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Critical Phenomena in Bilayer Biomembranes



M. Benhamou
 
ABSTRACT

Critical phenomena are inherent to those critical systems whose macroscopic properties depend on few physical parameters and in addition, these properties have a universal character. Among these, we can quote materials that exhibit a critical point, long-polymers in solution, particles aggregates, percolating systems, sol-gel transition and so on. Under special conditions, the bilayer biomembranes can also undergo phase transitions. Typical examples are lateral and transversal phase separations and unbinding phase transition (membrane adhesion). In this study, we review on new findings dealt with these phase transitions.

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M. Benhamou , 2010. Critical Phenomena in Bilayer Biomembranes. Research Journal of Physics, 4: 36-49.

DOI: 10.3923/rjp.2010.36.49

URL: https://scialert.net/abstract/?doi=rjp.2010.36.49
 
Received: February 24, 2010; Accepted: April 09, 2010; Published: July 17, 2010

INTRODUCTION

The cell membranes play a capital role in life, because they separate the cell from the surrounding environment and compartments inside the cell, in order to protect important processes and specific events.

Nowadays, it is largely recognized that the biological membranes present as a lipid bilayer composed of two adjacent leaflets (Lipowsky and Sasckmann, 1995; Benhamou, 2008; Wolfe, 1993; Alberts et al., 1994), which are formed by amphiphile molecules possessing hydrophilic polar-heads pointing out and hydrophobic fatty acyls chains forming the core. The majority of lipid molecules are phospholipids (Lipowsky and Sasckmann, 1995; Benhamou, 2008; Wolfe, 1993; Alberts et al., 1994). These have a polar-head group and two non-polar hydrocarbon tails, of which the length is of the order of 5 nm. The polar-head is attached by glycerol to two fatty acid chains. One of these is a saturated straight fatty acid tail, while the other possesses a kink in the tail due to a cis double bound. Of course, this kink influences packing and lateral movement of host lipid molecules.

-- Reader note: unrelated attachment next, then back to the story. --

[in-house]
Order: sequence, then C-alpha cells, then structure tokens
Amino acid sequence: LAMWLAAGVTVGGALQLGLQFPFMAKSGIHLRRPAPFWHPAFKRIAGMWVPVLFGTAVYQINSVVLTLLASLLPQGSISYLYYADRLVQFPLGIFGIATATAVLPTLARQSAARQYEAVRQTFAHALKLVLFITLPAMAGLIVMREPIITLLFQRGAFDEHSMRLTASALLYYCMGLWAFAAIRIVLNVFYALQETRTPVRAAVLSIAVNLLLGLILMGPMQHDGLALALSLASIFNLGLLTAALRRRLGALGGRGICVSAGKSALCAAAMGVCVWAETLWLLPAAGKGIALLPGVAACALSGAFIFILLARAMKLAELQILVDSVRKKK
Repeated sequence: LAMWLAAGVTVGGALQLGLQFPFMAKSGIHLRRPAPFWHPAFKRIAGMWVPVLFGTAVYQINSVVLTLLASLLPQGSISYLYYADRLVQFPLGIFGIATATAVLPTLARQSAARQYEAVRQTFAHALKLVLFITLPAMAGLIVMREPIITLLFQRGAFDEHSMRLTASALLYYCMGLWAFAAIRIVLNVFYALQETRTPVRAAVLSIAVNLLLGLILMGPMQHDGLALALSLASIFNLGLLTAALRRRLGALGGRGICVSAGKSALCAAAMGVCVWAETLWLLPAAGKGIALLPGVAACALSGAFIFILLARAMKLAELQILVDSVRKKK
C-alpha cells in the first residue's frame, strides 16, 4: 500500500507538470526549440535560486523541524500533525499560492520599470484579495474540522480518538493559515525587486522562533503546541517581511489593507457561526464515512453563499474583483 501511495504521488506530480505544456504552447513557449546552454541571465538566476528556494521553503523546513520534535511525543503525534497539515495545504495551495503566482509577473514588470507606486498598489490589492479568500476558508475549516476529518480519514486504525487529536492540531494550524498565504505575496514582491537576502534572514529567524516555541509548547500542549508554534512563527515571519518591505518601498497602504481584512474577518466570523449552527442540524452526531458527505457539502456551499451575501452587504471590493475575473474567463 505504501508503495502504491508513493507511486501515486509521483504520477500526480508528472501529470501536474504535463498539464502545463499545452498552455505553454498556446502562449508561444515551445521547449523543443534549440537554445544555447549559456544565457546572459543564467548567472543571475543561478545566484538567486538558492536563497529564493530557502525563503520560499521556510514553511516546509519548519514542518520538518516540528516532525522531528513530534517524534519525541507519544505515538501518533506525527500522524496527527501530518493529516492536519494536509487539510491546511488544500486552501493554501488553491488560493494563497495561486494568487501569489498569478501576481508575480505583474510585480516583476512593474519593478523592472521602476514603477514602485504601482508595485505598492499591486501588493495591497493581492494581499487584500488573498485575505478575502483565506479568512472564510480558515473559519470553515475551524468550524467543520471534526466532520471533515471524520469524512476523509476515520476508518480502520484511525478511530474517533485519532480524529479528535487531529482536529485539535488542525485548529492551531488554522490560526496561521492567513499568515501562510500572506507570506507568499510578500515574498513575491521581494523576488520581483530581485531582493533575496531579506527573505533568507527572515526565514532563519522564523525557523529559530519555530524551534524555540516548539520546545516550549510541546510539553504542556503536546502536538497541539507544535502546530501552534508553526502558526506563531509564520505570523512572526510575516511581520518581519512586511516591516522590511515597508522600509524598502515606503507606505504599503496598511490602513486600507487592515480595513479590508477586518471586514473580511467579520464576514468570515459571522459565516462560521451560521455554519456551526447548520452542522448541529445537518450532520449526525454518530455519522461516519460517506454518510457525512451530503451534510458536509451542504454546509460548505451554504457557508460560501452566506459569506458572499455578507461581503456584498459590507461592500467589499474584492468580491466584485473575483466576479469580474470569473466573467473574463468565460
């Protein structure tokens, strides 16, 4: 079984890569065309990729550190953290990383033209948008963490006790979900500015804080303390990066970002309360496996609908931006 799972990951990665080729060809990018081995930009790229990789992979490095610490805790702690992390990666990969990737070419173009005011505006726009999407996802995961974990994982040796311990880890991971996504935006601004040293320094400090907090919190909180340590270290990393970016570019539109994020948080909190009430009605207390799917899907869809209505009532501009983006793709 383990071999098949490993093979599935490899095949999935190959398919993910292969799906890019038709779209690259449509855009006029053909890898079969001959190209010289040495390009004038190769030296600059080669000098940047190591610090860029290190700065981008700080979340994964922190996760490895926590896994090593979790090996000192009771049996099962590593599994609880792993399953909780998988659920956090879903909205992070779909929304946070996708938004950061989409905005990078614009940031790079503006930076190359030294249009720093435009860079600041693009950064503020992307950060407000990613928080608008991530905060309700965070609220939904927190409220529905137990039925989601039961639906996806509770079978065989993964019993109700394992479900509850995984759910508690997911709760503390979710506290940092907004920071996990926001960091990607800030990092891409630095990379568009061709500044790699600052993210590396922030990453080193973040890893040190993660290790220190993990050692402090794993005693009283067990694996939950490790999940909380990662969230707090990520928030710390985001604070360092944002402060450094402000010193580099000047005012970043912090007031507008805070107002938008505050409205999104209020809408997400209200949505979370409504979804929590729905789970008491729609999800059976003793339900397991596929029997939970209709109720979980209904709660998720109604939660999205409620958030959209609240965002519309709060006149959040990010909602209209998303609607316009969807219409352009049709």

Bilayer membranes include another type of lipid that is cholesterol (Lipowsky and Sasckmann, 1995; Benhamou, 2008; Wolfe, 1993; Alberts et al., 1994). For example, plasma membranes contain one cholesterol per phospholipid molecule. This molecule lipid is amphiphile and has a steroid structure. Its size is small in comparison to phospholipids. Within the bilayer, the cholesterol molecules have the same orientation as phospholipids. Cholesterol has specific functions in the membrane. For example, it gives rigidity or stability to the cell membrane and prevents crystallization of hydrocarbons.

The biomembranes also contain sugar molecules called glycolipids. These are lipid molecules that microaggregate in the membrane. Certain kinds of molecules are bounded by sphingolipids as cholera and tetanus toxins. Sphingolipids and cholesterol favour the aggregation of proteins in microdomains called rafts. As functions, the glycolipids are protective and insulators and play the role of platforms for the attachment of proteins as the membranes are moved around the cell and also during signal transduction (Simons and Ikonen, 1997; Brown, 1998).